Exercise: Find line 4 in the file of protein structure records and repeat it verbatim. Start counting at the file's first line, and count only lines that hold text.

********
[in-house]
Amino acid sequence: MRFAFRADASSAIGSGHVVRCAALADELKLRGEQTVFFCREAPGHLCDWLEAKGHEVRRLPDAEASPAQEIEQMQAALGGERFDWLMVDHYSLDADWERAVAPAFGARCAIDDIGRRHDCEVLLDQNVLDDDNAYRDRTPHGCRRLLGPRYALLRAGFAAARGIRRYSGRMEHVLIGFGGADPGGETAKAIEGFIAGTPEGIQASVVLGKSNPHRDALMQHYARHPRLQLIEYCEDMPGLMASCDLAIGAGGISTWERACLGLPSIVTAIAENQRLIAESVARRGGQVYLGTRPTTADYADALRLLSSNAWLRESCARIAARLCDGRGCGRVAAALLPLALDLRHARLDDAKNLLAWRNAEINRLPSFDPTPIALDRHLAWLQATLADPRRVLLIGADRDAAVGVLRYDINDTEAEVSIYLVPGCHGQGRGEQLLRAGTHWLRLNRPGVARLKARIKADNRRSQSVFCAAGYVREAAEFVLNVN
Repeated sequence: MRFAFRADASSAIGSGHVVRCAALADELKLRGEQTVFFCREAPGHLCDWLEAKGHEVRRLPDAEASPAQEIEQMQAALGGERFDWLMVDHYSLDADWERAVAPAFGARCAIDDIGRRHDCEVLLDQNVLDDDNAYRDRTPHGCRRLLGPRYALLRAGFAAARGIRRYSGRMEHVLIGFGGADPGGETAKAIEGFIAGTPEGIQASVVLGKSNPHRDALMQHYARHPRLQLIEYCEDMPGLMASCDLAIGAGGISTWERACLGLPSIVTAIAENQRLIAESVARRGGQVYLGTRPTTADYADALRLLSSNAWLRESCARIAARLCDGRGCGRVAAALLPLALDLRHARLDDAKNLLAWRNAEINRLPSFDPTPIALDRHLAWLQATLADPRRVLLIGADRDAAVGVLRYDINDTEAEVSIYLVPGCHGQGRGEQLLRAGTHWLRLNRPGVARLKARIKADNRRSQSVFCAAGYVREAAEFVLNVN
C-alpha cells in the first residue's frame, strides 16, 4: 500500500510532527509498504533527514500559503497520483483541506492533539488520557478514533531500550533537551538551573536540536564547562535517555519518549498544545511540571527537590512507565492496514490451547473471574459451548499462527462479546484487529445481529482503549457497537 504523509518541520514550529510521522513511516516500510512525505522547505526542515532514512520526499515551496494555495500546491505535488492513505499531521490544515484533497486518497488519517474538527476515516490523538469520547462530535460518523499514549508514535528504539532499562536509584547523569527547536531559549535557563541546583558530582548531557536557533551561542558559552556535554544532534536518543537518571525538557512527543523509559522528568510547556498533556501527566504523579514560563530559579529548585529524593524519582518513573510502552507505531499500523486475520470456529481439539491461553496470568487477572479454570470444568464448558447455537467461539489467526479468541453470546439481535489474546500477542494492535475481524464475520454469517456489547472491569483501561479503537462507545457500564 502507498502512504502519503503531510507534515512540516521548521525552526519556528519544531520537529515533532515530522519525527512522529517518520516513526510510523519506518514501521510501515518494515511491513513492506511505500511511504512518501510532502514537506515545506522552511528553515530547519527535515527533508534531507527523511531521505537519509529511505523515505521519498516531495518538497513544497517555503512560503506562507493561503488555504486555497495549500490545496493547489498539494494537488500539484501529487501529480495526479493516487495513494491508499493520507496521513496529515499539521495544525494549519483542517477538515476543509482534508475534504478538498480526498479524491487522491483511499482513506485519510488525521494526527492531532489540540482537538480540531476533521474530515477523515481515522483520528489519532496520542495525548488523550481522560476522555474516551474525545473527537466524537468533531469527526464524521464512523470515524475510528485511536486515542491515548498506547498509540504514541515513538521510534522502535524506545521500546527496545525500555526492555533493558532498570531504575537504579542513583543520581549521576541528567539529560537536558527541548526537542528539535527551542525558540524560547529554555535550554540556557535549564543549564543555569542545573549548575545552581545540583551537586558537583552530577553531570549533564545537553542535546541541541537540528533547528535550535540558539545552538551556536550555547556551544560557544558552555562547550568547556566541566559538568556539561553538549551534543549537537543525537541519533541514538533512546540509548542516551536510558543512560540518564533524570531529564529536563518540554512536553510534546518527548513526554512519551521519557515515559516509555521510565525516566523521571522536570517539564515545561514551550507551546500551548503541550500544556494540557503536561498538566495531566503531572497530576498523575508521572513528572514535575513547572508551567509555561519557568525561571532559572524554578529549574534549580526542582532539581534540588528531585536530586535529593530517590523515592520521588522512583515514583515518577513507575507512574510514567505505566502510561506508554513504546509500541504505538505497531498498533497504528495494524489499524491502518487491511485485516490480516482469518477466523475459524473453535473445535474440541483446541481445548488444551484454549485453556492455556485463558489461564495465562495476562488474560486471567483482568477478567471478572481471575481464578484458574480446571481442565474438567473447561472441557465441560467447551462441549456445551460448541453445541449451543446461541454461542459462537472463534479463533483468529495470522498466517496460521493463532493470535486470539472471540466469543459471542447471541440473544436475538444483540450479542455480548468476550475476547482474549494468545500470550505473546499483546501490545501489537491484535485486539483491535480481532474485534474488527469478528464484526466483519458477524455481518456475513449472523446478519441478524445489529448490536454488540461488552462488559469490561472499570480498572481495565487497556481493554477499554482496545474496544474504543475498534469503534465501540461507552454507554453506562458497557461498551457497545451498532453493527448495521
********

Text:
C-alpha cells in the first residue's frame, strides 16, 4: 500500500510532527509498504533527514500559503497520483483541506492533539488520557478514533531500550533537551538551573536540536564547562535517555519518549498544545511540571527537590512507565492496514490451547473471574459451548499462527462479546484487529445481529482503549457497537 504523509518541520514550529510521522513511516516500510512525505522547505526542515532514512520526499515551496494555495500546491505535488492513505499531521490544515484533497486518497488519517474538527476515516490523538469520547462530535460518523499514549508514535528504539532499562536509584547523569527547536531559549535557563541546583558530582548531557536557533551561542558559552556535554544532534536518543537518571525538557512527543523509559522528568510547556498533556501527566504523579514560563530559579529548585529524593524519582518513573510502552507505531499500523486475520470456529481439539491461553496470568487477572479454570470444568464448558447455537467461539489467526479468541453470546439481535489474546500477542494492535475481524464475520454469517456489547472491569483501561479503537462507545457500564 502507498502512504502519503503531510507534515512540516521548521525552526519556528519544531520537529515533532515530522519525527512522529517518520516513526510510523519506518514501521510501515518494515511491513513492506511505500511511504512518501510532502514537506515545506522552511528553515530547519527535515527533508534531507527523511531521505537519509529511505523515505521519498516531495518538497513544497517555503512560503506562507493561503488555504486555497495549500490545496493547489498539494494537488500539484501529487501529480495526479493516487495513494491508499493520507496521513496529515499539521495544525494549519483542517477538515476543509482534508475534504478538498480526498479524491487522491483511499482513506485519510488525521494526527492531532489540540482537538480540531476533521474530515477523515481515522483520528489519532496520542495525548488523550481522560476522555474516551474525545473527537466524537468533531469527526464524521464512523470515524475510528485511536486515542491515548498506547498509540504514541515513538521510534522502535524506545521500546527496545525500555526492555533493558532498570531504575537504579542513583543520581549521576541528567539529560537536558527541548526537542528539535527551542525558540524560547529554555535550554540556557535549564543549564543555569542545573549548575545552581545540583551537586558537583552530577553531570549533564545537553542535546541541541537540528533547528535550535540558539545552538551556536550555547556551544560557544558552555562547550568547556566541566559538568556539561553538549551534543549537537543525537541519533541514538533512546540509548542516551536510558543512560540518564533524570531529564529536563518540554512536553510534546518527548513526554512519551521519557515515559516509555521510565525516566523521571522536570517539564515545561514551550507551546500551548503541550500544556494540557503536561498538566495531566503531572497530576498523575508521572513528572514535575513547572508551567509555561519557568525561571532559572524554578529549574534549580526542582532539581534540588528531585536530586535529593530517590523515592520521588522512583515514583515518577513507575507512574510514567505505566502510561506508554513504546509500541504505538505497531498498533497504528495494524489499524491502518487491511485485516490480516482469518477466523475459524473453535473445535474440541483446541481445548488444551484454549485453556492455556485463558489461564495465562495476562488474560486471567483482568477478567471478572481471575481464578484458574480446571481442565474438567473447561472441557465441560467447551462441549456445551460448541453445541449451543446461541454461542459462537472463534479463533483468529495470522498466517496460521493463532493470535486470539472471540466469543459471542447471541440473544436475538444483540450479542455480548468476550475476547482474549494468545500470550505473546499483546501490545501489537491484535485486539483491535480481532474485534474488527469478528464484526466483519458477524455481518456475513449472523446478519441478524445489529448490536454488540461488552462488559469490561472499570480498572481495565487497556481493554477499554482496545474496544474504543475498534469503534465501540461507552454507554453506562458497557461498551457497545451498532453493527448495521